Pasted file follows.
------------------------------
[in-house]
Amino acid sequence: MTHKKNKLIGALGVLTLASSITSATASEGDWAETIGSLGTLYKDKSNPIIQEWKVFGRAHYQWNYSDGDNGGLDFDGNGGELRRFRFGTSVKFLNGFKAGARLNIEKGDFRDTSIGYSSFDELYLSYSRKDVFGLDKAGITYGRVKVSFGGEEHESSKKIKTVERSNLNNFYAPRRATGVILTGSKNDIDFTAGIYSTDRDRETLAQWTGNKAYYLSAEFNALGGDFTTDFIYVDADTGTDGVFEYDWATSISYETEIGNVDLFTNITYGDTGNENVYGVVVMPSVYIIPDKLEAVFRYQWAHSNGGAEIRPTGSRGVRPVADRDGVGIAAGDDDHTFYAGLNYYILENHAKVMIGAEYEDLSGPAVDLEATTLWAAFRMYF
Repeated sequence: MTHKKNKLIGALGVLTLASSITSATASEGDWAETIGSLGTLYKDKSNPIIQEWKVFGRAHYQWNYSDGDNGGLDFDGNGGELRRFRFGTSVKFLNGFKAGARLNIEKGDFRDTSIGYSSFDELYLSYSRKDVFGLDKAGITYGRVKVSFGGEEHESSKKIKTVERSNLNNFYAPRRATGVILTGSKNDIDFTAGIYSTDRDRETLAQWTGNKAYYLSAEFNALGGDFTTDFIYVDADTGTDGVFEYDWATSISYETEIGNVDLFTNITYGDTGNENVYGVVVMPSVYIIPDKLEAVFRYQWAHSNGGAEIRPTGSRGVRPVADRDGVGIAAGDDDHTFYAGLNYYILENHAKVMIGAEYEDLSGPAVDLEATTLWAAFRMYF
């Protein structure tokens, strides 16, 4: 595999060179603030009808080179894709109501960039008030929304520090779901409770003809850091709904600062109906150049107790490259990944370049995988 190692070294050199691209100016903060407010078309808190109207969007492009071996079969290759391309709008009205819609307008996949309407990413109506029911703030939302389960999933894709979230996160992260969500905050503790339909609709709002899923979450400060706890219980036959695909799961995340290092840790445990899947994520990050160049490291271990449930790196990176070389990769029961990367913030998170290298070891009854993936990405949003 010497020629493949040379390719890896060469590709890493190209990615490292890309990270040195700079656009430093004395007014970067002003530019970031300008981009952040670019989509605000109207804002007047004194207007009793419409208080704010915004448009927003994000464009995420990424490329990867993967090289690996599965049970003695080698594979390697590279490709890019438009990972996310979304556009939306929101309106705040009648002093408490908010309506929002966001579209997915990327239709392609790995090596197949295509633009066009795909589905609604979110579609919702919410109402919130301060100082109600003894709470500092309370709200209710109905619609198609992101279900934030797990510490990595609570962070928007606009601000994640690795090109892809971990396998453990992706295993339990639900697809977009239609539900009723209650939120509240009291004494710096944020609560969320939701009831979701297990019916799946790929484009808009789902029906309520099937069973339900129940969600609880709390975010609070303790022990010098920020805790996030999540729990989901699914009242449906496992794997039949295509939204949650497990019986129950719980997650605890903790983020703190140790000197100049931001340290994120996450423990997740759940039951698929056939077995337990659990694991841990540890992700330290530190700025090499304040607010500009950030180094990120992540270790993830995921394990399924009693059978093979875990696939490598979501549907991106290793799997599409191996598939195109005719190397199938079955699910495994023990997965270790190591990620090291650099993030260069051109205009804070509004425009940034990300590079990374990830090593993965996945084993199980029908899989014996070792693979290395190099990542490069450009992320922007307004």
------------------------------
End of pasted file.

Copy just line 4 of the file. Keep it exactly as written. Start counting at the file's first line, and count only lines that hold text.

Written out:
């Protein structure tokens, strides 16, 4: 595999060179603030009808080179894709109501960039008030929304520090779901409770003809850091709904600062109906150049107790490259990944370049995988 190692070294050199691209100016903060407010078309808190109207969007492009071996079969290759391309709008009205819609307008996949309407990413109506029911703030939302389960999933894709979230996160992260969500905050503790339909609709709002899923979450400060706890219980036959695909799961995340290092840790445990899947994520990050160049490291271990449930790196990176070389990769029961990367913030998170290298070891009854993936990405949003 010497020629493949040379390719890896060469590709890493190209990615490292890309990270040195700079656009430093004395007014970067002003530019970031300008981009952040670019989509605000109207804002007047004194207007009793419409208080704010915004448009927003994000464009995420990424490329990867993967090289690996599965049970003695080698594979390697590279490709890019438009990972996310979304556009939306929101309106705040009648002093408490908010309506929002966001579209997915990327239709392609790995090596197949295509633009066009795909589905609604979110579609919702919410109402919130301060100082109600003894709470500092309370709200209710109905619609198609992101279900934030797990510490990595609570962070928007606009601000994640690795090109892809971990396998453990992706295993339990639900697809977009239609539900009723209650939120509240009291004494710096944020609560969320939701009831979701297990019916799946790929484009808009789902029906309520099937069973339900129940969600609880709390975010609070303790022990010098920020805790996030999540729990989901699914009242449906496992794997039949295509939204949650497990019986129950719980997650605890903790983020703190140790000197100049931001340290994120996450423990997740759940039951698929056939077995337990659990694991841990540890992700330290530190700025090499304040607010500009950030180094990120992540270790993830995921394990399924009693059978093979875990696939490598979501549907991106290793799997599409191996598939195109005719190397199938079955699910495994023990997965270790190591990620090291650099993030260069051109205009804070509004425009940034990300590079990374990830090593993965996945084993199980029908899989014996070792693979290395190099990542490069450009992320922007307004």